“Real School”

When Bailey threw a fit Monday morning because at 11:15 I told her she had to stop playing, get dressed for the day, and do her school work, I pulled out the “If you were in real school you would have been at school for three hours already and had no play time.”  Then she started pestering me to have a real school day.  I tried to explain that real first graders don’t get to sleep in until 10:30, so in order to have real school I would have to wake her up way earlier.  We agreed, though, that she could start at noon and have school until six.

I petered out around 4:00…she wanted to do it again on Tuesday.

Like my husband noted, it was all just a game to Bailey.  She loved having a set time limit to eat her lunch (at 3:00), although she did complain a slight bit about only having ten minutes for recess.  (Ten minutes is only the first third of a television show.)  She also knew that I wouldn’t completely hold her to the same standards as would be expected in a school.  She knew that I wouldn’t really put her in the corner if she forgot the rules and got up or spoke without raising her hand first.  I wasn’t as hard-ass on her as I probably should have been if I wanted it to be miserable for her.

I gave her lots of extra work, but in the end I kind of ran out of things to give her to do.  We did our minimum Monday requirements of math and a new Greek root word.  I did actually give her double the math load, then I added Explode the Code, read aloud time to me, read aloud time from me, logic exercises, religion, and history.  (I had her watch a DVD on Ancient Mesopotamia while I slipped away to take a shower.)  And then I didn’t have anything else new to give her.

Teachers in a school usually don’t have to plan a full six hours of work because they lose a lot of time just to administrative issues, moving the kids in lines, and specialty classes where the kids go with another teacher for awhile.  So, it’s no wonder that I ran out of stuff when I only plan about an hour of work per day, and I only have two kids standing in line for bathroom breaks (Piper wanted to play along for a little while, too).

Bailey wanted to do it all again the next day, except she wanted to get up as early as the other kids.  I told her that I would get her up earlier than usual if she wanted, but I was not getting us both up as early as schooled kids.  Plus, I explained that there is no way I could dedicate that much time just to her every single day.  I have two other kids to take care of as well.  They need just as much of my time and attention, if not more.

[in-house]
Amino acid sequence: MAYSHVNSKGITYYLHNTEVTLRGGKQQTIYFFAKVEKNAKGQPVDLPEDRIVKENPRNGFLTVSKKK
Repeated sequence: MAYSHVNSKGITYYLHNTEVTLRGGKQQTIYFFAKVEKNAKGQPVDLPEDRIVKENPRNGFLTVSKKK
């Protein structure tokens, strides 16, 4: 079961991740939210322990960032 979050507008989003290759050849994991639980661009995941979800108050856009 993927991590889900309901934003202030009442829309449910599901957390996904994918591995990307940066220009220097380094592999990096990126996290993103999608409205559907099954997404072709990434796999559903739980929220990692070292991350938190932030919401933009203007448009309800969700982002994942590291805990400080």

On Tuesday I woke her up at 9:15 (the same time the rest of us woke up), and we started school at 10:00.  We worked until around 1:00.  Our timed lunch became sidetracked when she bit into her food and a very loose front tooth started bleeding profusely and became very dangly.  It took about ten minutes for me to calm her down, unsuccessfully try to extract the tooth, and stop the bleeding.  (Her daddy heroically got it out when he arrived home from work.)  Later that night, with her tooth tucked under her pillow for the Tooth Fairy, I explained that we wouldn’t be able to start school early the next morning since everyone needed a bath.  “That’s ok,” she said, “I’m getting kind of tired doing the school thing anyway.”

So, real school lasted for about two days.  I was both glad and a little disappointed.  I was glad because as much as I love Bailey the intensity level always goes up a few levels when she gets up.  I was used to having at least an hour before she woke up to get chores done and interact with Piper in our quiet way.  And without that calm before the storm, I felt more overwhelmed trying to juggle school, childcare, and housework.  Also, on Monday Bailey did terrible on her Explode the  Code; she made lots of little careless mistakes.  I think she was mentally fatigued from a particularly challenging math lesson.  If she hadn’t insisted on doing real school, I probably would have made her take a break before starting the next thing.  It is more important to me that she really learn concepts rather than just get through a to-do list or meet a time limit.

I was disappointed to see real school go because for two days I was able to have read aloud time with no complaining.  In fact the lack of complaining in general will be missed.  Whenever I would slip into Mommy-mode and ask, “Do you want to stop?  Is this too much work?” ect., Bailey would shrug and say, “You’re the teacher.  Just tell me what to do.”  For two wonderful days we read the The Secret Garden; it was great to snuggle with all my girls on the couch sharing a classic book.  This just reminds me for the millionth time that this is something I must start doing with Piper and Katie on a daily basis.

Overall, I think it was more of a learning experience for me than for her.  I learned that the reason I set such a limited amount of school work each day is as much for me as it is for her.  It keeps me from being overwhelmed or depressed if it doesn’t all get done.  I realized that I have more history resources than I can get through in just one day.  I also learned that Bailey is capable of much more work than I thought.

So, when we start our third week of the semester next week, we’ll be doing some more tweaking.  For instance, I’m going to add extra sessions of history and Explode the Code on Mondays.  As part of our real school day, we started each morning with the Pledge of Allegiance and the Morning Offering.  Bailey really does need to learn the Pledge of Allegiance since that’s a basic cultural thing, so we’ll keep practicing it until I think she’s got it down.  The Morning Offering I’ve been wanting to incorporate anyway, so we’ll continue that indefinitely.  I think Bailey and I are both glad, though, that “real school” was just a game for us.

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